Recently, I’ve also realized that my morning sessions are the excellent source of content. I just can pick up my journal from 2013 or 2014, skim through a few pages and have a blog post half-ready.
That’s just a few tangible benefits, but journaling does much more to your mindset and character. My book contains more details about it.
I have never fully harnessed the power of meditation. I blame my journaling for that. It created so much deep self-awareness that meditation, when I finally started it, found no room for improvement. I was already aware of my self-talk thanks to continuous prayer and registering my thoughts on paper for over a year.
However, I got something out of meditation anyway. Those few minutes on a train platform every morning is the only time I allow my mind to go blank for the whole day. Before meditation, I was ALWAYS thinking, plotting, planning, and discussing internally. Nowadays, I take a break from thinking at least for those few minutes.
From time to time I’ve had smaller revelations from my meditation; such as, the world is not bad.
It worked much better for others. It saved the life of Rob Cubbon. Well, not literally, but it transformed his life from misery to success. Speaking of success, Pat Flynn after adopting meditation habits took his business to the next level and began to consistently hit 6 figures a month.
This is the simplest and easiest form of self-analysis yet, and the one which has brought me the most rapid and tangible results. Tracking didn’t directly affect my mindset, soul or character, but it generated the outcomes I desired.
Thanks to tracking, I noticed I wasn’t doing well with adopting the habit of talking to strangers. If not for that realization, I would never have been able to write “From Shy to Hi.” In 2013, I tracked twice every minute of my time for a couple of weeks. My productivity exploded as a result, and I wrote a time management book which became my first bestseller.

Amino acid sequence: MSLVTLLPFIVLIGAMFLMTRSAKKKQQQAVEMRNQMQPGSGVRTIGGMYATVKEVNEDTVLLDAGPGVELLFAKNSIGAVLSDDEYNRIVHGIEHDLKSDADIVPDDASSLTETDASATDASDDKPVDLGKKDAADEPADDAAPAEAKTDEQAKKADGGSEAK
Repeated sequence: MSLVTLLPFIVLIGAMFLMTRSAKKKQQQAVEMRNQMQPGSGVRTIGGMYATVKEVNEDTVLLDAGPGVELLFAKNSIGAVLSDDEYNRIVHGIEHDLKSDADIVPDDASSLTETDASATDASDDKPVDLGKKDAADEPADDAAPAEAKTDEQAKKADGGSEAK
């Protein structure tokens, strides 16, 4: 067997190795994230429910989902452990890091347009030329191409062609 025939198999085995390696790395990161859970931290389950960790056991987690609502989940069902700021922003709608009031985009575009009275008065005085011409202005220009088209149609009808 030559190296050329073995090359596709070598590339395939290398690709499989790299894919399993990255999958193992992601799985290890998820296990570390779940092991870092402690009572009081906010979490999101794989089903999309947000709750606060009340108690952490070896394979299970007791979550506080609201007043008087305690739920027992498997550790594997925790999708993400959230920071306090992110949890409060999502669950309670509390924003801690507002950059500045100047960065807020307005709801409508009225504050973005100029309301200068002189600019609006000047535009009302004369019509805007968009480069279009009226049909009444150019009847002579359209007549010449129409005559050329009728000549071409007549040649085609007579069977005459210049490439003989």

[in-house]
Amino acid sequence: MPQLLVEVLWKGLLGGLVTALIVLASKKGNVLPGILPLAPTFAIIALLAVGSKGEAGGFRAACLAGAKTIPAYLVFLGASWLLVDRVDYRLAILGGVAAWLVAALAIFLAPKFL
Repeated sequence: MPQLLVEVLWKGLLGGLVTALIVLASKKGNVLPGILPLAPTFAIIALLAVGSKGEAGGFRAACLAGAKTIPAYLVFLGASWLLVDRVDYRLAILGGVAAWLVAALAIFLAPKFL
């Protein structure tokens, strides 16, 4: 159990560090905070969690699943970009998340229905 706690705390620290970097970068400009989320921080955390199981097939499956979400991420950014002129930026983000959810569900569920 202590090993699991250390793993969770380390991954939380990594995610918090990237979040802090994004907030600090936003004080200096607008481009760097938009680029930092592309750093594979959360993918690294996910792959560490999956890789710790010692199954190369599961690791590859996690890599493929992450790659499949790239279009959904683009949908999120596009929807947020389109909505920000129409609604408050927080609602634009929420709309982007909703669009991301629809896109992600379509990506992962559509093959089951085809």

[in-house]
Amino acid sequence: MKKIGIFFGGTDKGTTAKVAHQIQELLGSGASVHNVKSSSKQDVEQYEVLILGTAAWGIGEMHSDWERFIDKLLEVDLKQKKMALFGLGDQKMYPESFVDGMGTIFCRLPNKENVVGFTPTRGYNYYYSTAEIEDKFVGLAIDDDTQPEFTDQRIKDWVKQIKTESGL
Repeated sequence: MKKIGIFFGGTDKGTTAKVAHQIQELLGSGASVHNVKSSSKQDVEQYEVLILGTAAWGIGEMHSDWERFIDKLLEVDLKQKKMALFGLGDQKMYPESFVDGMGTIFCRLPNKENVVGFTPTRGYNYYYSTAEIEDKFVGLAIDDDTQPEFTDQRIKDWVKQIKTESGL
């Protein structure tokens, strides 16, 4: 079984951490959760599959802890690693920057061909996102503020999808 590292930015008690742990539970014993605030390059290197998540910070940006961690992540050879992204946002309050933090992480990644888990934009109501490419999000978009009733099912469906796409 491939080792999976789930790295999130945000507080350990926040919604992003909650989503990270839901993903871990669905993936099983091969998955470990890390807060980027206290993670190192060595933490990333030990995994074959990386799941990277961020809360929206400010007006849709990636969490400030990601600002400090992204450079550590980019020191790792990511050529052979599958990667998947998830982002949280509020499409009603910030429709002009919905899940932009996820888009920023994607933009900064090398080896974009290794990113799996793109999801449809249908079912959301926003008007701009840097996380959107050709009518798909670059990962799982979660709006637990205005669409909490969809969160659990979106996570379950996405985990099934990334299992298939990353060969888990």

At the end of 2012, I tried to shed off the last few pounds. For the whole of December, the scale didn’t move an inch. On the 6th of January 2013, I started tracking my food intake. Within 8 weeks, I reached my dream weight.
6. Habits to bind them all.
It’s not enough to be curious about yourself or to have the awareness of importance of self-analysis to one’s success. If you don’t implement this concept in your daily life, it will stay as an interesting tidbit, like so many other interesting facts. But if you start a daily habit, which will give you some insight into your heart, and then you expand it- whether in scope or in quantity- I can’t imagine your life staying the same.
I transmuted from a shy IT guy who was mortally afraid of personal encounters into the writer whose books and articles are read by thousands every month. I tell you: it wouldn’t have been possible without my self-analysis habits.
Self-analysis is one of the basic steps to success. I am the right teacher of this skill for you. Coach.me examined thousands of coaches and their students and concluded that an ordinary person who “has been there and done that” has a success ratio three times higher in coaching, than a person who mastered the theory, got awards and certificates, but didn’t practice.
I was a self-analysis nonentity. Nowadays I spend thirty to sixty minutes a day collecting bits of knowledge about myself.
If you want to learn this basic success skill, purchase your copy of “Know Yourself Like Your Success Depends on It” today, and put the first step on the path to your success.